I Don’t Hate Mainstream Comics
Something that sticks in my craw is the idea that I hate mainstream comics. Let me back up. I have an indy comic pedigree. I have an MFA from the Center for Cartoon Studies. I won the Isotope Award for Excellence in Mini Comics. Fantagraphics has released my work. I do work for SpongeBob Comics, which is a haven for indy cartoonists. These opportunities came about from self-publishing my own work, and telling my own stories.
On occasion, I’ll get asked by younger cartoonists to look at their portfolio (I’ll stop you right there; I don’t know why either). And it will contain sample pages of Spider-Man or Batman. I’ll ask, “where are your stories?” The answer almost always is “I’m going to work for Marvel/DC. It’s my dream. It’s my dream. I like your work, but my heart is in superheroes.”
I wish them luck. And I tell them the truth.
Know what you are getting into.
If your goal in comics is to draw Batman, your sole goal, you are setting yourself up for heartbreak. It isn’t the 90s anymore. The Big Two aren’t picking kids off the street to draw variant issues. But I get obsession. I don’t want you to not want to draw Batman, believe me. But the only way you are going to get there is to do your own stories. And if you get the opportunity to draw your favorite superhero, you should have a lawyer look at the contract. Many creators have gotten screwed by these companies in the past.
And despite it all, I love superheroes. I don’t read Marvel or DC because they’ve become so complicated, but I do dip my toe in from time to time. And I love Valiant. I don’t need years of reading to understand the whole universe they are creating. The contracts I mentioned earlier? They’ve become much better today. Working in mainstream comics pays. If you want to make comics for a living, there’s no better way to do it.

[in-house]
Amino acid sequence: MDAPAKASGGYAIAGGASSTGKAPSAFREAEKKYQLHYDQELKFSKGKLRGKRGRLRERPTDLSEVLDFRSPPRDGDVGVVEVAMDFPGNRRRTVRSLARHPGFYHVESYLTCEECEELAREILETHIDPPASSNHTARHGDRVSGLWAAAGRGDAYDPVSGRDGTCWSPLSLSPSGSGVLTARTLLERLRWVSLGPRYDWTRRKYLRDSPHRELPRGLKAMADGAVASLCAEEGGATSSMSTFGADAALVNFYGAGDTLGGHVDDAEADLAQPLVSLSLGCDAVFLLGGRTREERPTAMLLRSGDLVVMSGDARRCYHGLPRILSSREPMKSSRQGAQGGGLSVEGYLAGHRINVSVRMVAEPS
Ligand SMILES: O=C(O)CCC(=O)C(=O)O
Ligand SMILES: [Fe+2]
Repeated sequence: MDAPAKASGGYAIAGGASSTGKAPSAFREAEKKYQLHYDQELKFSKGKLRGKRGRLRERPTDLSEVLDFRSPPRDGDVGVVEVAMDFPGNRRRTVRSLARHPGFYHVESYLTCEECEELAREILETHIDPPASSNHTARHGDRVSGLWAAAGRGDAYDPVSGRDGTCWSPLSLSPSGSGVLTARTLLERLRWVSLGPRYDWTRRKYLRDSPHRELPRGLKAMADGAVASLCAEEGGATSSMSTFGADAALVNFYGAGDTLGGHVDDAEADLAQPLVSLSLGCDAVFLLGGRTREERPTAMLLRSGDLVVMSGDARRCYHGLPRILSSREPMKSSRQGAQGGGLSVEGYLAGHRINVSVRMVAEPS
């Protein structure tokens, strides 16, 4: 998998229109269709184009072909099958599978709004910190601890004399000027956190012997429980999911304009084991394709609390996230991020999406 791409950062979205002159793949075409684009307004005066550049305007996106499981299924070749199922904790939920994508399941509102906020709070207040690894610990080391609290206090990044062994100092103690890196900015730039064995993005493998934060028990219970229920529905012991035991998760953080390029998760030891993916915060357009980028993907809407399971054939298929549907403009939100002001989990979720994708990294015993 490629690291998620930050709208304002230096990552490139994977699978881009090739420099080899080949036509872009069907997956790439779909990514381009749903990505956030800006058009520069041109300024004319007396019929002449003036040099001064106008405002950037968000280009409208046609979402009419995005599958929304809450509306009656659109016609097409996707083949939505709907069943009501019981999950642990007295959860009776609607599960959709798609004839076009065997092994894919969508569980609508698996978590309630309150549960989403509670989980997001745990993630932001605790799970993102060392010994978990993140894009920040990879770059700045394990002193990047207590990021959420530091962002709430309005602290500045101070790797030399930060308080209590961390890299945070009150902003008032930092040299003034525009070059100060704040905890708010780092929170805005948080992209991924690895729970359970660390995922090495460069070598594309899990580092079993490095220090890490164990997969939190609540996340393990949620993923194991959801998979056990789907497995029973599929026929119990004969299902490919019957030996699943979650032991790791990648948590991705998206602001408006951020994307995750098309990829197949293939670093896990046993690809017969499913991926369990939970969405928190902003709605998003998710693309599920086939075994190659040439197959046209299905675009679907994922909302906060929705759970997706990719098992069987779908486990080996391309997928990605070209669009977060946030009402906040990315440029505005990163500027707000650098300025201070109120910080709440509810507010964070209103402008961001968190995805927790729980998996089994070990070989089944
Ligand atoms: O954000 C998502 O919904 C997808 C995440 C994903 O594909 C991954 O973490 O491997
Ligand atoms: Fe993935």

Superheroes are fun!
And the simple truth of it all? Without superhero/mainstream comics? There wouldn’t be much of a comic industry as a whole. I don’t know if there would be a place for indy comics. I assume so, but I don’t want it to get to that point. For many readers, superheroes are how they become enamored with the medium. Some readers grow out of superheroes and into the indy books. Some don’t. Some stick with superheroes. And honestly, there is no better time for superhero fans. There are great creators working for Marvel and DC. This is a great time to be a superhero fan!
No, I don’t hate Marvel and DC (or any other superhero company). If I ever have an opportunity to work for them, I would consider it. My only doubts about it are about myself as a creator, and if I have anything unique to bring to the table as a storyteller. And that’s why I don’t seek it out. My issue, cartoonist to cartoonist, is, why don’t you have your own stories to fall back on? Because that’s what these companies look for. Can you tell a story?
Get to work. Tell your story. I wish you all the luck in the world.